What about loans and bursaries?
Won’t financial aid offset the impact for poor students?

On March 17 2011, Finance Minister Raymond Bachand believed he had two pieces of good news to report to the students of Quebec: he was going to increase tuition fees on one side and improve the Aide financière aux études (AFE – student financial aid) on the other. Yet really the only news we have received is that the government will attack accessible education, once again.

The accessibility of postsecondary education is not limited to one’s opportunity to enroll in an institution and to pay tuition fees. Students must also be able to support themselves while having enough time to devote to their studies. With a restrictive system of financial aid (which is not accessible to everyone) and alternative (which only complements the contribution of the student or the student, his parents, his or her spouse) Quebec is far from ensuring an effective access to education.

The current situation: distressing evidence

The current situation is already problematic. The rate of university participation increases significantly for students from a family with an upper or middle socioeconomic status. Meanwhile, the rate for those of lower status is virtually stagnant.

Research conducted by the Foundation of Canada Millennium Scholarship indicates that « students enrolled full time at a university or college work more than ever. » Unfortunately, we find that « the effects of work-related variables are all negative. It seems that working and working a lot both have a negative effect on persistence. «

The minister is trying to dupe us

The Education Minister Line Beauchamp claims that her addition of $ 118 million in funding to student aid (AFE) will soften the blow. Unfortunately for her, we also know how to count.

$ 85.8 million will be used to increase scholarships for those who already receive the maximum loan; their debt situation will remain unchanged. $3.7 million will be provided to increase lending to those who do not receive scholarships, and they will see their debt rise. Finally, in the only real improvement, 26.6 million will be used to raise the threshold of parental contribution ($ 35,000 per family or $ 30 000 per parent), or spousal contribution ($ 28,000) i.e. the wage above which the parent(s) or spouse can be considered as a source of financial aid. However, in 2004, the Advisory Committee on the Financial Accessibility of Education already recommended raising the threshold of parental contribution to $ 45 000 for a couple. The Minister has yet to catch up!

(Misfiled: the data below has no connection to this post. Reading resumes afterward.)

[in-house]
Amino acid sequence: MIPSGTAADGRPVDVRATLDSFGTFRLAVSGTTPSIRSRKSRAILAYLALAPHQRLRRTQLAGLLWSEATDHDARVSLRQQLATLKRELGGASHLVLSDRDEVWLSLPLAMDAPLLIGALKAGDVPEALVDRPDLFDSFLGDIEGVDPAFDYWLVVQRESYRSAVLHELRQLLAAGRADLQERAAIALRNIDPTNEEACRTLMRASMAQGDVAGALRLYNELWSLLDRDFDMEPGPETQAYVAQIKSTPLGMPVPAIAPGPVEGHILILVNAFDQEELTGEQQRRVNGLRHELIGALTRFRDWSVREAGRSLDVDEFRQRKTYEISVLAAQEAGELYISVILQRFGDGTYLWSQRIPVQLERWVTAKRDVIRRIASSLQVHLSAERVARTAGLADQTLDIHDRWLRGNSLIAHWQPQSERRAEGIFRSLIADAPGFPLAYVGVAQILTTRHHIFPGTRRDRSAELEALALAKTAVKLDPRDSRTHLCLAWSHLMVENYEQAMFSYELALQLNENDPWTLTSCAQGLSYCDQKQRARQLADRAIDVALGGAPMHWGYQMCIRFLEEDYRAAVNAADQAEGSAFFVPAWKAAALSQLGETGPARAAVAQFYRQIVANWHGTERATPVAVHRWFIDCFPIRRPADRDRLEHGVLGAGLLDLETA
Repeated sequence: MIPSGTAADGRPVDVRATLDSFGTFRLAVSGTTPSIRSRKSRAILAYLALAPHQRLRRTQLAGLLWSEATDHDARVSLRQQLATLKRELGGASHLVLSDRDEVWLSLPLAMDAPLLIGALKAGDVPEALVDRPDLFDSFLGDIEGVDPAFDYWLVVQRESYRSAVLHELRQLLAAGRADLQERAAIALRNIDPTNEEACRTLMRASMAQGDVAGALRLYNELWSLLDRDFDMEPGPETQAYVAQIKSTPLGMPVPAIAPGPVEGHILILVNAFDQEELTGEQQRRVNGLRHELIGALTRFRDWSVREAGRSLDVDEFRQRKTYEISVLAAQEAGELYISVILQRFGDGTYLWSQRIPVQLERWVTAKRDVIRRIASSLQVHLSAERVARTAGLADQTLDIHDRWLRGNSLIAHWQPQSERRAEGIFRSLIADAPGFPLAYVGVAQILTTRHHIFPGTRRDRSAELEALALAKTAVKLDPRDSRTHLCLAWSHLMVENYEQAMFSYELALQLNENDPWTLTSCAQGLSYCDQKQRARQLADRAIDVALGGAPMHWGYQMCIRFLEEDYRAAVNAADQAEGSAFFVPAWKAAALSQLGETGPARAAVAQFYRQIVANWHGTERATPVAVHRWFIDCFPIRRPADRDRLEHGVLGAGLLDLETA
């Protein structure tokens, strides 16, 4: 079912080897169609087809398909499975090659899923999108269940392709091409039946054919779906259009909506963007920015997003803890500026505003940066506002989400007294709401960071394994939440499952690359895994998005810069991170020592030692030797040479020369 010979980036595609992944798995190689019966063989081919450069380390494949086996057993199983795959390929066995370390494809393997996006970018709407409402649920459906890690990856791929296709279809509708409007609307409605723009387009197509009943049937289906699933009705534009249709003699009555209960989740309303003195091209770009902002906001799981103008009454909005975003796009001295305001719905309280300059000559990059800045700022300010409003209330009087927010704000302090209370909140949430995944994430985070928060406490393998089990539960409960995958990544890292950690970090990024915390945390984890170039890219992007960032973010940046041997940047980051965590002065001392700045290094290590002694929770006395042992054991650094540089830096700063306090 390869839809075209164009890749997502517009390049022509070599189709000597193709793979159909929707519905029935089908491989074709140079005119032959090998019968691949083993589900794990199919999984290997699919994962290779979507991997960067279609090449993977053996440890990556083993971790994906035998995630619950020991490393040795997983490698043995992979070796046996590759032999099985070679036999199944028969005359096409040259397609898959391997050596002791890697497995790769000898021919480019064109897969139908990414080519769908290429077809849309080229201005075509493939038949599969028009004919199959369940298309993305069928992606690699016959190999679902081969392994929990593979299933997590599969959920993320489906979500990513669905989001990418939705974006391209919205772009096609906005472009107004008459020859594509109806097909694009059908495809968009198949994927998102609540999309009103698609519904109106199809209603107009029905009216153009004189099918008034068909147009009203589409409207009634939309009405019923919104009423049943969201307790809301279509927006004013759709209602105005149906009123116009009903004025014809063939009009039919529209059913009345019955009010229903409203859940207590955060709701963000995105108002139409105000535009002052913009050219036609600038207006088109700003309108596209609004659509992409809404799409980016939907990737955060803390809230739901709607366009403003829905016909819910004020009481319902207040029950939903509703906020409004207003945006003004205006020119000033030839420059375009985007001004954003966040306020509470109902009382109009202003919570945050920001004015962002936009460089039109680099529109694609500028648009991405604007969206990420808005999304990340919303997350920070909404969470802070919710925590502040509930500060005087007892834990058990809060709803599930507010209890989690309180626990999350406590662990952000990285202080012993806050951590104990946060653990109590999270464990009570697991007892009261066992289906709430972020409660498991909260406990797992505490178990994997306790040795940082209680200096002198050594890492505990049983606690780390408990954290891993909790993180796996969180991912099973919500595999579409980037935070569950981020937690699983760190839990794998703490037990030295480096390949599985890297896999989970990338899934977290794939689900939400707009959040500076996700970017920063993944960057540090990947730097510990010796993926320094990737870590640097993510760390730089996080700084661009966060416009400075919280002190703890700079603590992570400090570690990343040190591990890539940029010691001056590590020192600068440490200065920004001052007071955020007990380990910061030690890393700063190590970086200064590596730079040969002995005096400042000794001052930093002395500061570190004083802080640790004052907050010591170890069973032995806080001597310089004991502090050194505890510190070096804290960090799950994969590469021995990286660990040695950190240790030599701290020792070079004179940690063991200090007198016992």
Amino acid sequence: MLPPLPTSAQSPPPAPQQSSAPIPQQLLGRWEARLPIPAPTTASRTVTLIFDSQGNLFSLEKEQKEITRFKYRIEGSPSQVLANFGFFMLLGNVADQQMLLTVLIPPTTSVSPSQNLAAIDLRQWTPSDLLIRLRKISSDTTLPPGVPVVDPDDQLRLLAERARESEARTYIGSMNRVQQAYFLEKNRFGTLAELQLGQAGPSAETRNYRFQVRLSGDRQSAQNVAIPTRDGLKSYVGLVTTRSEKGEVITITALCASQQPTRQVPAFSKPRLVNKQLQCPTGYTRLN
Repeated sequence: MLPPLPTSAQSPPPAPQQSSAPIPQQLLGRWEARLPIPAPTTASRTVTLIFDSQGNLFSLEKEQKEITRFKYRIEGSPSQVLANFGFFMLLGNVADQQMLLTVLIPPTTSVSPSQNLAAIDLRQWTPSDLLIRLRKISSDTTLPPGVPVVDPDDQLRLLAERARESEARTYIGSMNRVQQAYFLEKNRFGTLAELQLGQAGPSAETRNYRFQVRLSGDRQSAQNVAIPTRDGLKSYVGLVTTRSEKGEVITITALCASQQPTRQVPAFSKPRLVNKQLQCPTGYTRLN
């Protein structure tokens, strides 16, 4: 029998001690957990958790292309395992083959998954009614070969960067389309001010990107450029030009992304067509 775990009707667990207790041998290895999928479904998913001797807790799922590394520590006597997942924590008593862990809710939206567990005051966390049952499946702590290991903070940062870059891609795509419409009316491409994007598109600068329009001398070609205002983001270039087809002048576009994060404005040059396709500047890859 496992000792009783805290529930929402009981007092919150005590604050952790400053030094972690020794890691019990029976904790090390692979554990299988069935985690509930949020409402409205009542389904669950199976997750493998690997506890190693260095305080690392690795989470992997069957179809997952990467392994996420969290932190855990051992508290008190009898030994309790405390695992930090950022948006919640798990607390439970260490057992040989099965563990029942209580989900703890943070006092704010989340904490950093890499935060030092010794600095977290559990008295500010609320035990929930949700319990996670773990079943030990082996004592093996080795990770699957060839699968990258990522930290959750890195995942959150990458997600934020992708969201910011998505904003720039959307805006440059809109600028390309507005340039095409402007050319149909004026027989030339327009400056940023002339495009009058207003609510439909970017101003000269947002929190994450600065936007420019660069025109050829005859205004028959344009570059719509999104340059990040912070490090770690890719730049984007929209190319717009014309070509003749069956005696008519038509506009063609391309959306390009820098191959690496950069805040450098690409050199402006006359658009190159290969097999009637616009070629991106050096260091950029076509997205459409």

An improvement that is not nearly enough

Despite these improvements to the AFE system, it remains difficult to access. The award periods are binding. The standard period of study, as calculated, does not represent the reality of many students who must work and study at the same time and cannot finish on time. The inclusion of parental income, even if the threshold was raised, is often not justified. Currently, among the students who do not benefit from the AFE, 24.4% receive no financial support from their parents. Finally, financial aid for part-time students, that is to say for those who must work a lot during the school year, is insufficient and keeps them impoverished.

Overall, the problem is that debt is the basis of the AFE system. This makes no sense, since it goes against the primary mission of the AFE system, which is to promote access to postsecondary education. The effect of student debt is to make students more likely to drop out of their program, force them to work more than is advisable and to reproduce social inequalities. It turns a right into a privilege for some and a sacrifice for others. Debt encourages students from less affluent families to choose shorter programs. This leads them to have access to jobs that generally pay less, and to form lower income families. And so a certain class of the population is maintained in its condition.